(1959, Horror, colorized)
Give her ten minutes, and she’ll have this room completely looked at.
In a nutshell:
An eccentric millionaire throws a murderous party in a haunted house.
A pair of floating disembodied heads opens the film. The first belongs to strange, nobbly little man named Pritchard, who declares that he has inherited a mansion where the spirits often drive the inhabitants to murder. The second belongs to eccentric millionaire Frederick Loren (Vincent Price), who says that his wife has asked for a haunted house party, and rented Pritchard’s ghost-infested manor for the purpose.
The guest list is as follows: a test pilot named Lance; a secretary named Nora; a journalist named Ruth; a psychiatrist named Dr. Trent; and finally Pritchard himself, who has not set foot in the house since the murder/suicide of the rest of his family many years ago. None of the above knows Mr. Loren personally, and none of them knows the other until they meet at the beginning of the party. They’re there because they’re all desperate for money, and Loren has promised them $10k a piece if they last the night.
Loren and his lovely young trophy wife Annabelle are in attendance too; some pre-celebration exposition alerts us to how much they loathe each other, each one wishing the other was dead. The party kicks off with a rambling tour given by the only marginally sane Pritchard, showing off the various bloodstains and acid pits. Secret passage shenanigans get Lance clubbed in the head while a spooky caretaker frightens Nora out of her wits. Nora wants to leave, money or no, but when Loren tries to give everyone their last chance to leave for the night, he discovers the caretakers have gone home and locked them in early.
Loren hands everyone a loaded gun—or “party favor” as he calls them—and tells them all to have fun. Everyone goes to hide in their rooms. Fake severed heads, secret passages, and aborted stranglings fly every which way, driving Nora right to the brink of a nervous breakdown. These events culminate in her discovery of Annabelle’s corpse hanging in the stairwell. Everyone agrees that she could never have gotten that high without assistance, and accuse Loren of murder. Loren denies this; Dr. Trent cuts down the body and lays Annabelle to rest in her room.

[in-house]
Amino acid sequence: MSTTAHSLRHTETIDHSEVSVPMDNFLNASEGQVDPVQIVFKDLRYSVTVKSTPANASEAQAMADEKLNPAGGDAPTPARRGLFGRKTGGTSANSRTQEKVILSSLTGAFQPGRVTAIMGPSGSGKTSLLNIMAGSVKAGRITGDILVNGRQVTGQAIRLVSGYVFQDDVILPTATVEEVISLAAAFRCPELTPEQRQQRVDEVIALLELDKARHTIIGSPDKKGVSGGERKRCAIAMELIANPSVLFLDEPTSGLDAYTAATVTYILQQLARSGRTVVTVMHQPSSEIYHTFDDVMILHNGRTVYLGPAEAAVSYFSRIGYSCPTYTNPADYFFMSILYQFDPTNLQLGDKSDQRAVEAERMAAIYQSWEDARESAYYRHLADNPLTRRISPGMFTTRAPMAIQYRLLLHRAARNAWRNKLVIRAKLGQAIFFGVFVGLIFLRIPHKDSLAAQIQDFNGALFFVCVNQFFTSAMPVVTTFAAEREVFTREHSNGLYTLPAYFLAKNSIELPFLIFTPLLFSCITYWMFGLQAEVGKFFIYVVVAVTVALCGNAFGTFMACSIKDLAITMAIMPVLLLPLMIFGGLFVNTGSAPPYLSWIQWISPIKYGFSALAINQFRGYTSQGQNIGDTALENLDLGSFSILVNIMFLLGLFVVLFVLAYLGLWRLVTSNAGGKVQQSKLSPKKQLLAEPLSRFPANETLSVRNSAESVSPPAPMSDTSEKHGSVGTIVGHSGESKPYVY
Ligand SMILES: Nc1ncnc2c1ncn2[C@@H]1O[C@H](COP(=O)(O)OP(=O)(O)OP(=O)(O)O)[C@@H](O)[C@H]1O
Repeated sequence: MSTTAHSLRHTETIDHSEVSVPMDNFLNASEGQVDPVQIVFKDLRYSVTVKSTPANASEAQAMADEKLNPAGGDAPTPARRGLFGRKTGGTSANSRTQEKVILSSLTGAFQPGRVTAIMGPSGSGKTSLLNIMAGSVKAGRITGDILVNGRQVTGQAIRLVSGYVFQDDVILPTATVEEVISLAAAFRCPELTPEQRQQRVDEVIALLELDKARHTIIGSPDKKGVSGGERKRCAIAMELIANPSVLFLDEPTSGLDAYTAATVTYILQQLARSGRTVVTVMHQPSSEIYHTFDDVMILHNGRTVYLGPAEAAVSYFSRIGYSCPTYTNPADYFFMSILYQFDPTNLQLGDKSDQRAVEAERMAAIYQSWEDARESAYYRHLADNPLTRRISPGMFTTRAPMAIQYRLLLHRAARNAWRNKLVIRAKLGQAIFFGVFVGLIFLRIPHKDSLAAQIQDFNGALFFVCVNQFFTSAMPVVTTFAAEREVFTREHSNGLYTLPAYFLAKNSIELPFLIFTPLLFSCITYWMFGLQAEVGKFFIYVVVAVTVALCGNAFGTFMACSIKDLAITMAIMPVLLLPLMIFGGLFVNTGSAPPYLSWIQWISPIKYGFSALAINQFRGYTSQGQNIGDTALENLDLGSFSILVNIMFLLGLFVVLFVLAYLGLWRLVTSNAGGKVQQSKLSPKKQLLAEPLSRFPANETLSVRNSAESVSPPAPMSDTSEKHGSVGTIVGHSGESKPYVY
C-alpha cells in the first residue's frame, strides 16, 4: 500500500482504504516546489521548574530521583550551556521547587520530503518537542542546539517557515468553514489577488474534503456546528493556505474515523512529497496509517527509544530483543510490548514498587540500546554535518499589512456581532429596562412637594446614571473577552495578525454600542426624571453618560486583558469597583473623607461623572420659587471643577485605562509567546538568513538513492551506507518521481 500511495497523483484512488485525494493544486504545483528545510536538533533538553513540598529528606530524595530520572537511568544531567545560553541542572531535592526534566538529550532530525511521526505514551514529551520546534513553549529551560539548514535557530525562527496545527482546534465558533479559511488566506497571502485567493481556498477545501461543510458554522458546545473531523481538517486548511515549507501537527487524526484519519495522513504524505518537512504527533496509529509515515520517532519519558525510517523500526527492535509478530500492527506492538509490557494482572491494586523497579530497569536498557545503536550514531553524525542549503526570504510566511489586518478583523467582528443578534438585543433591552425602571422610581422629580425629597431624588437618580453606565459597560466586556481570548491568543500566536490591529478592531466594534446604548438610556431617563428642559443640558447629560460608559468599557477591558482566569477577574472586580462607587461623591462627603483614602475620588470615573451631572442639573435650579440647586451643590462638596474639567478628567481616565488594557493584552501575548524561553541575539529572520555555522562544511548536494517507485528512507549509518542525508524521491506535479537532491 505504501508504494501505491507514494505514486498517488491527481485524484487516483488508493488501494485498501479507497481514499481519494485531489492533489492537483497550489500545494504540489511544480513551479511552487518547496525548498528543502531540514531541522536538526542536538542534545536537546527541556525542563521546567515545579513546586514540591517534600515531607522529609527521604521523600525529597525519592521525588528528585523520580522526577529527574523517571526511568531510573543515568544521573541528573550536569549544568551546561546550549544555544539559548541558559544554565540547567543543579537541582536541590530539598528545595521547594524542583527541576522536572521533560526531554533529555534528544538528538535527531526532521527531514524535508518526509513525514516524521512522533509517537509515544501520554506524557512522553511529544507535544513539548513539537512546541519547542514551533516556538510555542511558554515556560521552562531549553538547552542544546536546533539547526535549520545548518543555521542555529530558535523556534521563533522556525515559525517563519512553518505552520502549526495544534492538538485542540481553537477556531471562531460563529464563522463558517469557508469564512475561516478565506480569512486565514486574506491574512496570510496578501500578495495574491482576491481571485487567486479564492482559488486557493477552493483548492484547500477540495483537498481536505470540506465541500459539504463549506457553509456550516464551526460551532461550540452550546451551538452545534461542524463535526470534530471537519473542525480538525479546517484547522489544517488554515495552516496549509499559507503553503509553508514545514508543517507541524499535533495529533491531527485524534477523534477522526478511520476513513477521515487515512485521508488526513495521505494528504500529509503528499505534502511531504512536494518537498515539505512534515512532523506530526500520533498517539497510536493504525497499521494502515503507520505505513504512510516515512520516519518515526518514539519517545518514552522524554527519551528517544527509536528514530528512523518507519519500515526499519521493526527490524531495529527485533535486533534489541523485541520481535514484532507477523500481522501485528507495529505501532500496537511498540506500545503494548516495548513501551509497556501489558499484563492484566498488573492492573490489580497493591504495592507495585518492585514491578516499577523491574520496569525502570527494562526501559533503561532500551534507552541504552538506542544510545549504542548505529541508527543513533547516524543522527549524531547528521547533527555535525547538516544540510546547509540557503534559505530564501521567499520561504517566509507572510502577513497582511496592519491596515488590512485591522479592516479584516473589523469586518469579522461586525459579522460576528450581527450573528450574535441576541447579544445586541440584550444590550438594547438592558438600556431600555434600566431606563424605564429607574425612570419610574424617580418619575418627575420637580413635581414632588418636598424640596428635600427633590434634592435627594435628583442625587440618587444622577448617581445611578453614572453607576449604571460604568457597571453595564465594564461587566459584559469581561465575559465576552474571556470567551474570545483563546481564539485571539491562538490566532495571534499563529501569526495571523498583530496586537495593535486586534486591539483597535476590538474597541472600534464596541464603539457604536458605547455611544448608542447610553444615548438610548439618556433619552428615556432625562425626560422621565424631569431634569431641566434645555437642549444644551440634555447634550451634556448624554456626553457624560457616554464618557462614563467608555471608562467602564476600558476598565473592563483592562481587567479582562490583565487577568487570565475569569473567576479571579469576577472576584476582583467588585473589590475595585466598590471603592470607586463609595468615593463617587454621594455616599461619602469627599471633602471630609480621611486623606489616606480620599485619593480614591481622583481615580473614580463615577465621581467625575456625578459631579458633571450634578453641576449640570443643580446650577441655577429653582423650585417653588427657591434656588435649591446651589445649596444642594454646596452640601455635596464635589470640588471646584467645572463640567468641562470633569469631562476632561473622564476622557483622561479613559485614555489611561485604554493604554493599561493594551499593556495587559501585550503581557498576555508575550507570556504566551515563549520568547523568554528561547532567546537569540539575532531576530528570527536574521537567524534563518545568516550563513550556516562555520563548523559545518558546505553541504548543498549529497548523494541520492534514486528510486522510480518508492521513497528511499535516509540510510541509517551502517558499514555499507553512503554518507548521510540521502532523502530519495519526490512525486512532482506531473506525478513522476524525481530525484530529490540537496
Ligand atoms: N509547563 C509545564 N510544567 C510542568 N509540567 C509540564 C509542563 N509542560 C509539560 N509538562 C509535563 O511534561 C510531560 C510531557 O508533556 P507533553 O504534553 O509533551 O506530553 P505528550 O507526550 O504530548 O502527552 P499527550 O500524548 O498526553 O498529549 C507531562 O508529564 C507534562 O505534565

Later that night, Annabelle appears outside Nora’s window; the end of her hanging rope slips through the bars like a snake. Nora shrieks and runs from the room. She tries to take refuge in the parlor, but the organ starts to play itself. Further attempts to flee finally trap her in the cellar with the acid pit.
Dr. Trent sneaks into Annabelle’s room to wake her up. Turns out she’s not dead after all, but was wearing a flying harness the whole time. They kiss, and Dr. Trent hides her while he goes to wake Loren. At Dr. Trent’s urging, Loren investigates the cellar. The hysterical Nora shoots him and flees the room. Trent sneaks in afterwards and starts to drag the body towards the acid pit.
Annabelle arrives a few minutes later to find the cellar empty. While she looks on, Loren’s skeletonized remains rise from the pit and chase her around the room until she falls into the acid as well. An alive and fully fleshed Loren emerges from behind a door to retrieve his skeleton marionette and throw it into the acid after her. The others arrive; he explains that Nora’s gun is loaded with blanks, and that he killed his wife and her lover in self defense. Pritchard’s paranoid rambling takes us into the closing credits.